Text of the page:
A Zambian political party agent holds a voters register with their photos at Buyuni, 30km east of in Lusaka, Zambia, Thursday Oct. 30, 2008. Zambians voted to elect a replacement for their president who died in office. (AP Photo/Themba Hadebe)
LUSAKA, Zambia (AP) — Zambia's main opposition candidate was ahead Friday in early presidential election results in this southern African nation, but his lead was slowly narrowing.
The first results from Thursday's race to replace President Levy Mwanawasa, who died in August, gave opposition leader Michael Sata 187,863 votes, nearly twice as many as acting President Rupiah Banda.
But by late Friday, with 23 of 150 constituencies reporting, Sata's lead had narrowed to less than 50,000 votes — 518,479 to Banda's 469,789.
Analysts had predicted the contest would be close and Banda would prevail, in part out of sympathy for Mwanawasa.
The economy had been the main campaign issue, since prices for copper — the mainstay of Zambia's economy — are dropping, inflation is rising and fears of interest rate hikes are growing.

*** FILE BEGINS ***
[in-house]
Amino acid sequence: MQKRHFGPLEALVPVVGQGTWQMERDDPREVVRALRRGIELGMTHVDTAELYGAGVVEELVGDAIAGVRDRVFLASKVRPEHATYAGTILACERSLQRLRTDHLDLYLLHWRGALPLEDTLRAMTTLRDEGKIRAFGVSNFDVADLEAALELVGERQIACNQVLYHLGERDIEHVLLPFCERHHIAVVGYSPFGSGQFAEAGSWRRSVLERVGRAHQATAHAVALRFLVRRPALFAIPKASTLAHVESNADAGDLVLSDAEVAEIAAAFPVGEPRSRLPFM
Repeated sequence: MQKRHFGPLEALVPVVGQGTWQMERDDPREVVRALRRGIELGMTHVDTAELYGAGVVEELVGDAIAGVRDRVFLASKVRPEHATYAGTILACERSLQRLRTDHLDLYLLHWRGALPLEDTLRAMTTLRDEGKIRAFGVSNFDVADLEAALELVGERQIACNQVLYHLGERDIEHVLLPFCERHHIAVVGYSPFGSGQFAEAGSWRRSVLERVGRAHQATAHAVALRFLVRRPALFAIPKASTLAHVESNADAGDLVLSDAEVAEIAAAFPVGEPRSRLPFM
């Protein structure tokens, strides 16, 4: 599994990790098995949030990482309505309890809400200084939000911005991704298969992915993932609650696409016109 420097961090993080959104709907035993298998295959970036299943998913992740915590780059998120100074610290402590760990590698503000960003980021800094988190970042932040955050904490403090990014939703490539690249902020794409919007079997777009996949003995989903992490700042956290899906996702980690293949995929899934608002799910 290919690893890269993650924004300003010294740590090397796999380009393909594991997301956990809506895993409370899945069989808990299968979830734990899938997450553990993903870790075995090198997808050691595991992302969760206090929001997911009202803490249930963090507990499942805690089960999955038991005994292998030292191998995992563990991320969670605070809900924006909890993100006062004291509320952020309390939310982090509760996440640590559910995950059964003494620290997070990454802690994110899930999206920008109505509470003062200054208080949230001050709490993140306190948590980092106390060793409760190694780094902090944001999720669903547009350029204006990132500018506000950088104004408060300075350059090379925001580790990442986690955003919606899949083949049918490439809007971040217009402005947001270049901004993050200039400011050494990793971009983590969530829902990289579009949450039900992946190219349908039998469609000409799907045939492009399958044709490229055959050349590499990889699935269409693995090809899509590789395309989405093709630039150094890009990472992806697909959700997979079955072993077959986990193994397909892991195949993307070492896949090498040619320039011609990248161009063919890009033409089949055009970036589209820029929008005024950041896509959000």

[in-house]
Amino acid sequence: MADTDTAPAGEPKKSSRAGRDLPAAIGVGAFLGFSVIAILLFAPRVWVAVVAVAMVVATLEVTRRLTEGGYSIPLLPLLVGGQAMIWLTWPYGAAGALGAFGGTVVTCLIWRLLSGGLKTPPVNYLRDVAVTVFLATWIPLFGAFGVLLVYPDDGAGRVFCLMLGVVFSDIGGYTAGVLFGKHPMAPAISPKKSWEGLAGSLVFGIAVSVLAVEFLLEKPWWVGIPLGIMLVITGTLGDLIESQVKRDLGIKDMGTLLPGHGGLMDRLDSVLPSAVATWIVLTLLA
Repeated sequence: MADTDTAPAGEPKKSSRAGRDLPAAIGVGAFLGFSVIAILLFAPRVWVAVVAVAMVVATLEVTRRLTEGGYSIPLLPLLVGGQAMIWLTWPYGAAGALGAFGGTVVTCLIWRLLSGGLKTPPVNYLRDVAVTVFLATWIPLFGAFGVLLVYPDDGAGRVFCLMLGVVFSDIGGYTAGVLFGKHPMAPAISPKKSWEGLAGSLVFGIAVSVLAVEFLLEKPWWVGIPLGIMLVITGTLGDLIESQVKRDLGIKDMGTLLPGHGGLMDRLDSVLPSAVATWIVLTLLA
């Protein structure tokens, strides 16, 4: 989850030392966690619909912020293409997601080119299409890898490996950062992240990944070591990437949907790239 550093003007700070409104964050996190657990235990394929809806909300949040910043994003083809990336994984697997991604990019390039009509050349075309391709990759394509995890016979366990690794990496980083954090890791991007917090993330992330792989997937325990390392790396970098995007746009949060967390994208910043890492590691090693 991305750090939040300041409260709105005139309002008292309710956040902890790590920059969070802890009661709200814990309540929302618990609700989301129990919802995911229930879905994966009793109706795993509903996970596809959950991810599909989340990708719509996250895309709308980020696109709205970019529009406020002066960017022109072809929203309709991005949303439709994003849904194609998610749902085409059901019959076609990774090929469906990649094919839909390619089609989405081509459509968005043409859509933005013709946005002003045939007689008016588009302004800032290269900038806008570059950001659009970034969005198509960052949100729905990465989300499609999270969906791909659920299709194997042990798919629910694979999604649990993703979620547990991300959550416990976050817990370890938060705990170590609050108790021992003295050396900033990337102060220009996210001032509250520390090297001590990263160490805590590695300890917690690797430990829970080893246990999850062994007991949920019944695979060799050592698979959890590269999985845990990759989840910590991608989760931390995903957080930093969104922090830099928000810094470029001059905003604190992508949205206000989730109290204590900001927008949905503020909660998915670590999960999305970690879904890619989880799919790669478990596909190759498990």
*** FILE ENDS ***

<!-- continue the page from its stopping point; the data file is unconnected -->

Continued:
Banda, running to complete the three years left in the popular Mwanawasa's second term, had promised to stick with his predecessor's free market policies under which foreign investment increased from $71.7 million in 2001 to an estimated $4 billion in 2008 — with $1 billion of that from China.
The late president also won praise for fighting corruption and modernizing Zambia's economy, but acknowledged he had failed to lift his nation out of crushing poverty.
Sata has promised tax relief and accused the governing party of moving too slowly to help the poor.